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New Castle Field House is Biggest of Them All

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With more than 20,000 high schools in America, there are literally thousands of facilities in which boys and girls basketball teams play hoops. 

Some are unique in design and some have long histories. Many have been the sites of famous games played before fervent crowds. 

And they can range from small cracker-boxes to large facilities in which you can literally seat a community. 

However, when you’re talking “big,” that conversation always has to begin and end with the legendary New Castle Field House in New Castle, Indiana, located just 37 miles east of Indianapolis. 

With a seating capacity of 9,325, it is the nation’s largest high school basketball gym. Built by the Ralph Hunnicutt & Sons Construction Company in 1959, it is home to the New Castle Chrysler High School Trojans basketball team. With a population of 18,000, half of New Castle can fit into the Field House. And on occasion, the 81,000-square-foot building has accommodated more than 10,000 fans. 

One of the unique aspects of its design is the fact that the main basketball court is a “sunken” floor, which means when a fan enters the building at ground level, the court is below. In that regard, it is similar to “The Pit” at the University of New Mexico. 

In 2004, USA Today declared the New Castle Field House as the best gym in the nation in which to play high school basketball. Its unique parquet floor easily conjures memories of Boston Garden. 

You want great players? 

The New Castle Field House was home to two Indiana “Mr. Basketballs” exactly 10 years apart ‑ both of whom went on to star at Indiana University and also played in the NBA. 

From 1969 to 1973, burly 6-10, 235-pound center Kent Benson knocked around lesser bodies as he patrolled the middle for the Trojans. Benson then attended IU, where as a junior he led the 1975-76 Hoosiers to a perfect 32-0 campaign and to the 1976 NCAA men’s basketball championship over Big Ten rival Michigan.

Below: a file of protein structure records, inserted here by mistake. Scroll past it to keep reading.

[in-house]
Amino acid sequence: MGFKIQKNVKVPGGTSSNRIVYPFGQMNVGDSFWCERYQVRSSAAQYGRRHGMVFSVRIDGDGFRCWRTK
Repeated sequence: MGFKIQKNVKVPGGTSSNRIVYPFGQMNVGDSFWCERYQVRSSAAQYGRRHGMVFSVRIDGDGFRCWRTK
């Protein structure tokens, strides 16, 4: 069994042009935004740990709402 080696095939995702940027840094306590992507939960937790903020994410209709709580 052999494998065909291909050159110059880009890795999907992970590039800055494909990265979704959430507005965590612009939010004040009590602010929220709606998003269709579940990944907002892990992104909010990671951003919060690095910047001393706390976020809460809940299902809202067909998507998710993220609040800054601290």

As a senior in 1982-83, 6-2 guard Steve Alford burned the nets for a prolific 37.7 points a game under the watchful eye of his father Sam Alford, who coached the Trojans. Steve Alford also matriculated at IU, where he led the Hoosiers to the 1987 NCAA national championship over Syracuse. 

Even the NFHS has a connection to the legendary Field House, as former NFHS Assistant Director and NIAAA Executive Director Frank Kovaleski served many years as Chrysler High School’s athletic director.  

And if Hoosier hoops history is your interest, next door is the Indiana Basketball Hall of Fame. Displays regarding such famous cagers and coaches as John Wooden, Oscar Robertson and Larry Bird abound the building. And every late December, the New Castle Field House hosts the City Securities Hall of Fame Classic basketball tournaments for boys and girls.  

 

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National Federation of State High School Associations
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